Four-year term, ends June 25, 2015
Biography:
Diana Gale is currently the chair of the Washington Public Works Board, which biennially awards over $300 million in loans to local governments for infrastructure upgrades and repair. Gale is a senior lecturer at the Daniel J. Evans School of Public Affairs at the University of Washington. She is the former managing director of Seattle Public Utilities, the City of Seattle Office of Management and Budget and superintendent of the Seattle Water Department. She has been on the board of the Seattle Opera, the Seattle Chamber Music Festival, Long Live the Kings, the National Water Research Institute, the American Municipal Water Association and the International Water Management Council.

Member: Steve Sakuma
Term: Four-year term, ends June 25, 2013
Biography: Steve Sakuma was raised on the family farm with operations in Washington and California. Sakuma is CEO of Sakuma Bros. Holding Co., a family-owned farming operation consisting of Sakuma Bros. Farms, Inc., Norcal Nursery, Inc. and Sakuma Bros. Processing, Inc. He is a retired US Army colonel and has 26 years of military experience. He has years of involvement with Skagitonians to Preserve Farmland, having served as a member of the board and as president. He is a board member of the Western Washington Agricultural Association and a Commissioner in Drainage and Irrigation District #14.

Member: Jay Manning
Term: Four-year term, ends June 25, 2017
Biography: Jay has been working on restoring Puget Sound for most of his career. Jay, currently a partner with Cascadia Law Group, spent many years working for the State of Washington, first in the Ecology Division of the Washington Attorney General’s Office and later as Director of the Department of Ecology. During his time at Ecology, Jay made Puget Sound restoration one of the agency’s highest priorities. Gov. Gregoire also appointed Jay to co-chair, with Bill Ruckelshause and Billy Frank Jr., of the original Puget Sound Partnership – the stakeholder group that recommended the creation of the Partnership as a state agency. Later, as Chief of Staff for Gov. Gregoire’s administration, Jay worked hard to maintain the administration’s focus on Puget Sound as the state went through the recession. Jay has a degree in political science from Eastern Washington University and earned his law degree from the University of Oregon.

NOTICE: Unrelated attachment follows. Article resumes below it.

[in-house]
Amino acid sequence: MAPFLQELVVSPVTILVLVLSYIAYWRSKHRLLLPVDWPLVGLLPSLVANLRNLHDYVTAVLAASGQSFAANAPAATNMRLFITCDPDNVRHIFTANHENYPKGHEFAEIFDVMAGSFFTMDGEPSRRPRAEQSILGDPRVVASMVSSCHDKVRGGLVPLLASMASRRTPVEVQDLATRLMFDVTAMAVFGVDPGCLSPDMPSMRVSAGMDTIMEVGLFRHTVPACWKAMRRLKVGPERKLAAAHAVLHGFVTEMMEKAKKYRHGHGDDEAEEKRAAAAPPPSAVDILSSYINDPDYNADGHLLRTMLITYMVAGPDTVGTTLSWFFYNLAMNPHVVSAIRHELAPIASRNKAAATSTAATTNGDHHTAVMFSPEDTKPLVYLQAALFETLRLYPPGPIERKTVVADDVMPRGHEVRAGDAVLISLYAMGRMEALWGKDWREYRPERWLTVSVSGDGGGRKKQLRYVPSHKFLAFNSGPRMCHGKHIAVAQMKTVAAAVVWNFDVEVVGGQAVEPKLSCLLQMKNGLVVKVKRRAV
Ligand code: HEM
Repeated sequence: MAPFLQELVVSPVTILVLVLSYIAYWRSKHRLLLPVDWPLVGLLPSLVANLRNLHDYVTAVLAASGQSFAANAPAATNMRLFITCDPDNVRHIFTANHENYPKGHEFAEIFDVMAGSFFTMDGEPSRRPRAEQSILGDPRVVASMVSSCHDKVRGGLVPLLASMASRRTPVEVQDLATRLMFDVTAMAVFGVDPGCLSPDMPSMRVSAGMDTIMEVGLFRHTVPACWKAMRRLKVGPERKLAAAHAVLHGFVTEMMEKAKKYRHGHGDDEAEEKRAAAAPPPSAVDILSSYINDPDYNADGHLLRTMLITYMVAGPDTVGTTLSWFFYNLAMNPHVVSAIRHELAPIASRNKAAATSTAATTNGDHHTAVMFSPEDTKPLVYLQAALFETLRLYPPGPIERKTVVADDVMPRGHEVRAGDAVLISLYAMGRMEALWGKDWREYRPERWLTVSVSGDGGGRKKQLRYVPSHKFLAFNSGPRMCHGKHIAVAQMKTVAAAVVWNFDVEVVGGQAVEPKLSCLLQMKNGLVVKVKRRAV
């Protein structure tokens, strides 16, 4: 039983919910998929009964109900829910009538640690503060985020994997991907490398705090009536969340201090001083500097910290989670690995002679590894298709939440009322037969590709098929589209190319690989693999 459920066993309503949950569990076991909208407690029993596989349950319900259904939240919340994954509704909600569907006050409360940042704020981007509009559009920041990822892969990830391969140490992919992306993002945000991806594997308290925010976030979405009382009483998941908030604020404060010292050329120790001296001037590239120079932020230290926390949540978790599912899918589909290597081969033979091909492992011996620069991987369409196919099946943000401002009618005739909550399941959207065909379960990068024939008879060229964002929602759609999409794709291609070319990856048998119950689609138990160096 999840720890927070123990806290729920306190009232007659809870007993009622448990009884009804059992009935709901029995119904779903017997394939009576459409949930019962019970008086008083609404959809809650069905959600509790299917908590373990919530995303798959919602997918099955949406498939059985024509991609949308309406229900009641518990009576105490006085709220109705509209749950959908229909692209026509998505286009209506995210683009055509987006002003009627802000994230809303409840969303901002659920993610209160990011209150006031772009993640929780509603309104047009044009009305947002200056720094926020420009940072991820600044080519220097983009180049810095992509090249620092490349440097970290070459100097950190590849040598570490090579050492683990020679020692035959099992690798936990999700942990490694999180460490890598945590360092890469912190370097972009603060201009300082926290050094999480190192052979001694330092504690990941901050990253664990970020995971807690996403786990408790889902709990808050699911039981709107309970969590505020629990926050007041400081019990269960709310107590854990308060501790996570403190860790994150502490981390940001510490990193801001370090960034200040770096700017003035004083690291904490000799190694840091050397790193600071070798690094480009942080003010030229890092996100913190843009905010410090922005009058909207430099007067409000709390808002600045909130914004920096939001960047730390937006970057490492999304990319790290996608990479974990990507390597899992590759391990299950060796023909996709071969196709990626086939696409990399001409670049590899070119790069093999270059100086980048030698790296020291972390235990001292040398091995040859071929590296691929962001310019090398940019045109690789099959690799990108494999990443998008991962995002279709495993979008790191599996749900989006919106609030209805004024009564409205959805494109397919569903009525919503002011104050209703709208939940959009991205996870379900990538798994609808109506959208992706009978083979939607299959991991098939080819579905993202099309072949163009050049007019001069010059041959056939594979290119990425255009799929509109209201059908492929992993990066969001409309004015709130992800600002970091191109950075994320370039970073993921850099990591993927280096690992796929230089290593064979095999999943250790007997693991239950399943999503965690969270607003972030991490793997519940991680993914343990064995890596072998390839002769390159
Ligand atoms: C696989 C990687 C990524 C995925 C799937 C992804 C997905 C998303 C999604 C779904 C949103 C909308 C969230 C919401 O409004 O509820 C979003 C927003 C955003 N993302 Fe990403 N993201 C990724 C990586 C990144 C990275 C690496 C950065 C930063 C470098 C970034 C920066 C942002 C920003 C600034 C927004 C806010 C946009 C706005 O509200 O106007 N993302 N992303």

Member: Stephanie Solien
Term: Four-year term, ends June 25, 2017
Biography: Stephanie has been director of the bi-partisan Women’s Campaign Fund and worked as staff in the U.S. House of Representatives, and the U.S. Senate. She also ran the D.C. office for Gov. Booth Gardner. Stephanie served as national political director for the Bill Clinton Presidential campaign in 1992 and was a lead strategist of President Clinton’s successful 1993 Pacific Northwest Forest Summit in Portland, Ore. In the Clinton Administration she served as Assistant to Secretary Bruce Babbit for Intergovenmental and Congressional Affairs in the U.S. Department of the Interior. She also served as chair of the Washington Conservation Voters from 1998-2001.In 2011, Stephanie consulted with Climate Solutions and the Seattle Chamber of Commerce on creating jobs in the energy efficiency sector and served as Environmental Co-Chair of the Seattle Chamber of Commerce’s Leadership Conference. Stephanie has a degree in journalism from the University of Maryland and her Master of Public Administration from the University of Washington’s Evans School of Public Affairs.